This Too Shall Pass: Ariyon Bakare on positive activism, overcoming life's challenges, and the healing power of love

    The British actor Ariyon Bakare has a long career of bringing a unique kind of intensity to both stage and screen. Whether he is in front of camera expressing the understated menace of a parallel universe-hopping malcontent, such as Lord Boreal in His Dark Materials, or on stage capturing the revolutionary fervour of Martin Luther King in Mountaintop, his passion for his craft and visceral talent are almost palpable. He can currently be seen as off-kilter bomb-enthusiast and environmental activist Richard Beaumont in the Apple TV+ re-imagining of Paul Theroux’s brilliant Mosquito Coast, which documents one man’s quest to remove his family from a capitalist society he believes to be cheap, corrupt and oppressive to the human spirit. It’s a typically interesting choice of role for an actor who has resolutely carved out his own destiny, striking out for his dream of being a dancer in his late-teens by heading to the Big Apple to study at a number of leading conservatoires, before heading home to throw himself headlong into acting – notably cutting his teeth at The Royal Shakespeare Company. It’s been a personal journey of considerable highs and lows, taking into its sway homelessness, bereavement, overcoming self-doubt and positive activism, all of which is, of course, grist to the mill. Here, the actor recalls some of the more difficult moments that have shaped him, discusses the art of inhabiting a character, and tells us why his greatest achievement is rediscovering love.

    Can you recall what first drew you to the world of acting …
    When I was a kid my dad bought me a book of Shakespeare, but just the stories. I read it and can distinctly remember crying at the end. I was really young, probably only about eight. I then said to my dad, I wanted to read the actual plays. He had this old book that he had bought with him from Nigeria of the complete works. I read everything. I didn't understand what was going on, but I just read it. And I had this emotional connection. I have always seemed to be able to connect with plays more than I do novels. I was always drawn to them. In a novel you get a slice of someone's life from one perspective, whereas a play gives you a moment in time and portrays how everyone deals with that moment from their own viewpoint – everyone has their input. I think that is why I tend to love films that contain lots of different stories happening at the same time.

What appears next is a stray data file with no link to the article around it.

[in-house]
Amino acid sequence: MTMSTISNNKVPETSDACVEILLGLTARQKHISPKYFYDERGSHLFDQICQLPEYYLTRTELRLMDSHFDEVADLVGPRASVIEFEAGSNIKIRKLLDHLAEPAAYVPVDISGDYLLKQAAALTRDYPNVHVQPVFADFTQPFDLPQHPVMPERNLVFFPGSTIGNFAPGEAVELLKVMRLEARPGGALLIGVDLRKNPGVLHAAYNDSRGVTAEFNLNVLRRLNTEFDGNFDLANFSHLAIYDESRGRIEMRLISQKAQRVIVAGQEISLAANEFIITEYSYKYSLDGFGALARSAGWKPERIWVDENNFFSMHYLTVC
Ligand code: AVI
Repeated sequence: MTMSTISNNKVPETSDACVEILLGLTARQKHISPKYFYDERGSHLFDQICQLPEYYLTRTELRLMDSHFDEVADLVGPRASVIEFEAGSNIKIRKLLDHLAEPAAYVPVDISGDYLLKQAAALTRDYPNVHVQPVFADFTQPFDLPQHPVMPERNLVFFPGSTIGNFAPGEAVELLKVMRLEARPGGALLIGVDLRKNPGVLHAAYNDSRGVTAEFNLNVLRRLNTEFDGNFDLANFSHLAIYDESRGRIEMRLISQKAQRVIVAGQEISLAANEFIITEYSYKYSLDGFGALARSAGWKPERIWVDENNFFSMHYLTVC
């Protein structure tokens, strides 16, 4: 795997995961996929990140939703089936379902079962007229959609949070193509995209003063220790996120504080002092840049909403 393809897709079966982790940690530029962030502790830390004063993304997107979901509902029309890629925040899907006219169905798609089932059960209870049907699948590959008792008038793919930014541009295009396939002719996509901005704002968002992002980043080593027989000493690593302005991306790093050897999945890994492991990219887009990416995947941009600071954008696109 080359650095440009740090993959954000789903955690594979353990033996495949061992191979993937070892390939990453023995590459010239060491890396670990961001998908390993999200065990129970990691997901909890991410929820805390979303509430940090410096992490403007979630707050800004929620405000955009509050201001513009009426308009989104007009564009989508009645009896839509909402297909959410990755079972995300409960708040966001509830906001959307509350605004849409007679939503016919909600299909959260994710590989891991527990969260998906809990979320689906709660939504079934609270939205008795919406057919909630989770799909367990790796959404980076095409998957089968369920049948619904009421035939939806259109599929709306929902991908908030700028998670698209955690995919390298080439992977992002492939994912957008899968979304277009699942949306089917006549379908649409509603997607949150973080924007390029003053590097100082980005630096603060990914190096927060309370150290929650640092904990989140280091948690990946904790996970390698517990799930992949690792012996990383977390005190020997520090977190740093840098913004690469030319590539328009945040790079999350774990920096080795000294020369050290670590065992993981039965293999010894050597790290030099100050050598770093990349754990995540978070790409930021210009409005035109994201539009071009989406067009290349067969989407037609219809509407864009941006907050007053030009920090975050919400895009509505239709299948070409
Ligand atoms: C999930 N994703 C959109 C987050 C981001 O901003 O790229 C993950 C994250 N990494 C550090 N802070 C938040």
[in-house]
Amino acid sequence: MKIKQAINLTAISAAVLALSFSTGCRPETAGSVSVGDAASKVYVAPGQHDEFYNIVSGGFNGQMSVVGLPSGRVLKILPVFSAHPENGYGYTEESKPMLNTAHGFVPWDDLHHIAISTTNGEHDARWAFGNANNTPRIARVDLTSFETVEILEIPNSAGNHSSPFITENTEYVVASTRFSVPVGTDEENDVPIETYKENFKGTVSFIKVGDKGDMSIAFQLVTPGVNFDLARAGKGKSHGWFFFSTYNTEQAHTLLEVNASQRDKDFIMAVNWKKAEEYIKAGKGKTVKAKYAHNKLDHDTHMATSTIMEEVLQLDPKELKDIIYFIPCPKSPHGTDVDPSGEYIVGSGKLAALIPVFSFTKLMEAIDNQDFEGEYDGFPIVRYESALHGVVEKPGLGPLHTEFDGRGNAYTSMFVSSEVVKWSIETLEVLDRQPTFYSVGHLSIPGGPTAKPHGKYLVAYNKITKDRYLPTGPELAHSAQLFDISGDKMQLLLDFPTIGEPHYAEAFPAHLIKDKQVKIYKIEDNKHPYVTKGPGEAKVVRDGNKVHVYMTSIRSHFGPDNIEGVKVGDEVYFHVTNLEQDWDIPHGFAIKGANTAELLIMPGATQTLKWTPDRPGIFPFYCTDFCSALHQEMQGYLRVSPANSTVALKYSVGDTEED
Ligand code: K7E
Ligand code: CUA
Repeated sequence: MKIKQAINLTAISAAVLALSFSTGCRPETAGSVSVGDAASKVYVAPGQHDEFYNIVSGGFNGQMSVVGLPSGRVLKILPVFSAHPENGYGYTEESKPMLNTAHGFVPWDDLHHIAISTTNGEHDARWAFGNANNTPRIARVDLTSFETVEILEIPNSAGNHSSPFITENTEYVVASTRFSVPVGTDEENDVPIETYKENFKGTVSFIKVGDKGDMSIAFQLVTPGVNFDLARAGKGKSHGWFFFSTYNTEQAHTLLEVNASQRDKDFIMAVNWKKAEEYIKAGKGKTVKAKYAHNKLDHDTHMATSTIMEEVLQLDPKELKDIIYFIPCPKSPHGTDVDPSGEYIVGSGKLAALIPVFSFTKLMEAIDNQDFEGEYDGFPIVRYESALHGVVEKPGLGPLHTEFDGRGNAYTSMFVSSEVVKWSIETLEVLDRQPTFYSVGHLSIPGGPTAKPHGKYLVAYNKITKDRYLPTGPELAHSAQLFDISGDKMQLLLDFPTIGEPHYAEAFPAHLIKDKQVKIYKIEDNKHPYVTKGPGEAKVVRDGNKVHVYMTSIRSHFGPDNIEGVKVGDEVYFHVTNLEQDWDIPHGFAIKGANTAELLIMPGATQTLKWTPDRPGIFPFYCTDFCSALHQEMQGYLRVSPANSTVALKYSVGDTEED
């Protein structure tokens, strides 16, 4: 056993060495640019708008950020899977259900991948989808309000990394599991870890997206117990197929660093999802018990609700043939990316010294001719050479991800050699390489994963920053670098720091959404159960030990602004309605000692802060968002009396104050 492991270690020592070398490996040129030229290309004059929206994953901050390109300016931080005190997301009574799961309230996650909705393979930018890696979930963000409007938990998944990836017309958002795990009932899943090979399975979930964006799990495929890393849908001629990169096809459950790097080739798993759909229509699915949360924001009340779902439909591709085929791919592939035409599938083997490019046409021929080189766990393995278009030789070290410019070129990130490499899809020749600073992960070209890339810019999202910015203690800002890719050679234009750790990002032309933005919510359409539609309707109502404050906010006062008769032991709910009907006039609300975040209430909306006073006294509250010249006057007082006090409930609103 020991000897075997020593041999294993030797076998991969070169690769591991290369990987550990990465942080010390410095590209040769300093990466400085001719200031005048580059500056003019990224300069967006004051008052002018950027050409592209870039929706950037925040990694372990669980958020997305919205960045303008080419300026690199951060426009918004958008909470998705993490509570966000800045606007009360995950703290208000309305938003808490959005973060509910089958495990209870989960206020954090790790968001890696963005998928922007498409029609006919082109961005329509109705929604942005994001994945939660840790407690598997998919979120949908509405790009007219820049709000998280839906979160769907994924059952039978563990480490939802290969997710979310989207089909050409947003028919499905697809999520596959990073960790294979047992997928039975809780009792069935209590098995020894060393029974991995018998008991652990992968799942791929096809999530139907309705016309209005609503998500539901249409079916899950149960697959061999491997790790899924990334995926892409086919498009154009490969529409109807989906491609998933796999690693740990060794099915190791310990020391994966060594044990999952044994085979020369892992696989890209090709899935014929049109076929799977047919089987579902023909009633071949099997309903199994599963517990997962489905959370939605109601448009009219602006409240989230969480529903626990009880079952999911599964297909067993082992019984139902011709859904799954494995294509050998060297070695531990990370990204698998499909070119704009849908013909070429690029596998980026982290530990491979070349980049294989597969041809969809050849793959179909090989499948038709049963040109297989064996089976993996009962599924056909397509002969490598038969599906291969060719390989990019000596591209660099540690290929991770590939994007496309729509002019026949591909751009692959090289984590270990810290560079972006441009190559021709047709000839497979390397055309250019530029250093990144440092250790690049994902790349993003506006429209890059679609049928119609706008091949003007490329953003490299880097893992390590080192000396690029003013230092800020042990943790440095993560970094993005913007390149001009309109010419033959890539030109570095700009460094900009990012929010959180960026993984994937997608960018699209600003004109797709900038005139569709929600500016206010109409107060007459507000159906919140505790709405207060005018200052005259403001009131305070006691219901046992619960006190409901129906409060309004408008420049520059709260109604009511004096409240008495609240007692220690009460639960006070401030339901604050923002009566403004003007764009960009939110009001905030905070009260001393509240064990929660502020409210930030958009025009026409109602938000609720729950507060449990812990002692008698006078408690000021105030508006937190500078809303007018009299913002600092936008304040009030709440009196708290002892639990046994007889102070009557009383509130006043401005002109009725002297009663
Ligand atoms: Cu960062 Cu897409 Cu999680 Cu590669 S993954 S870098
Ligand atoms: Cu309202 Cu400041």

You had a difficult relationship with your father later on …
    Yes. I was talking about that with someone recently. Everyone always think that people are homeless because you come from a bad family or something, or some really terrible thing had happened. Mine was more that my father and I had an argument when I was a teenager, and I left. I was physically homeless for four months, and then I went to live in a hostel, where I met some amazing characters. I actually had a really long conversation with my dad about this just last week. And I explained to him how hard it was at the time. It was such a difficult time for me, but I would never change it. It's really important as part of my blueprint of myself. It taught me resilience, and that whatever hard times I am in, I will always get over them. This too shall pass. That's my favourite motto: this too shall pass. I know now that sadness never lasts for that long. I've had a dense life – a life full of trauma, full of lightness, and full of adventure.

    I guess that sense of adventure is what drew you to head for New York as a young man?
    The Alan Parker film Fame is probably the reason I left for New York as a kid. It is brilliant. People still don't realise just how good that film actually is. It just really got the heart of young artists. New York was was totally different back then. There was so much you could get from it. You could meet so many great people at that time. Martha Graham was still there, and there were all these great dancers that I could go and do classes with – all these great people at my fingertips. It had this frisson of danger about it, but you could be kind of excited by that danger at the same time. As I was leaving, Giuliani became the mayor and you could see him clearing it up – the vibe of New York lost its edge really quickly.

    There’s a frisson of danger in your character in Mosquito Coast too, what made you want to play an environmental activist?
    I really wanted to get into that mind-set, and I was intrigued about playing an environmentalist. I believe that what we are supposed to do as artists is seek out the extremes in ourselves. We’re supposed to mirror society, but also kind of educate society, and affect the culture. That's what I'm always looking for. I'm looking for those parts that of kind of make you see things in a different way. I wanted to explore and understand this guy who was really wealthy, and had everything, but has kind of realised that he's now got to give back. And I think if I got to that certain point in life, I’d also have to give back, I’d also have to educate, and do something to change people’s ideas. I understood him from that point of view. He takes it all too far, but he’s basically driven by passion.